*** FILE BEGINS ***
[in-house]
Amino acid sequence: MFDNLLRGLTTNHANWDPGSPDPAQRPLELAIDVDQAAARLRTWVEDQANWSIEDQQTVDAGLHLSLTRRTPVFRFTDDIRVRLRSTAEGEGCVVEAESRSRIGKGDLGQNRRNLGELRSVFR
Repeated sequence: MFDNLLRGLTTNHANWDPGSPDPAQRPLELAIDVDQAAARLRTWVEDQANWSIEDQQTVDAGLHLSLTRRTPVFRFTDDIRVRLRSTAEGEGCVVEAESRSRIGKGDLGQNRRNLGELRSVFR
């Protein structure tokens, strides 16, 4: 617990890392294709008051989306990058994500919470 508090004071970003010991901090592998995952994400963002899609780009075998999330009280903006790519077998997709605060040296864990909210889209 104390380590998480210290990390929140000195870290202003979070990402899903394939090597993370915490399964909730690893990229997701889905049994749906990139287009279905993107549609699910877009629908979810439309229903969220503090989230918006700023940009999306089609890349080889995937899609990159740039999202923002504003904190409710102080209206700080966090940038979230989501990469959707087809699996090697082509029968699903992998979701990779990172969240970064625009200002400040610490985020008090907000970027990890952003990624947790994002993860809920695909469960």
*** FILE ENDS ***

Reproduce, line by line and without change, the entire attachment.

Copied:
[in-house]
Amino acid sequence: MFDNLLRGLTTNHANWDPGSPDPAQRPLELAIDVDQAAARLRTWVEDQANWSIEDQQTVDAGLHLSLTRRTPVFRFTDDIRVRLRSTAEGEGCVVEAESRSRIGKGDLGQNRRNLGELRSVFR
Repeated sequence: MFDNLLRGLTTNHANWDPGSPDPAQRPLELAIDVDQAAARLRTWVEDQANWSIEDQQTVDAGLHLSLTRRTPVFRFTDDIRVRLRSTAEGEGCVVEAESRSRIGKGDLGQNRRNLGELRSVFR
């Protein structure tokens, strides 16, 4: 617990890392294709008051989306990058994500919470 508090004071970003010991901090592998995952994400963002899609780009075998999330009280903006790519077998997709605060040296864990909210889209 104390380590998480210290990390929140000195870290202003979070990402899903394939090597993370915490399964909730690893990229997701889905049994749906990139287009279905993107549609699910877009629908979810439309229903969220503090989230918006700023940009999306089609890349080889995937899609990159740039999202923002504003904190409710102080209206700080966090940038979230989501990469959707087809699996090697082509029968699903992998979701990779990172969240970064625009200002400040610490985020008090907000970027990890952003990624947790994002993860809920695909469960």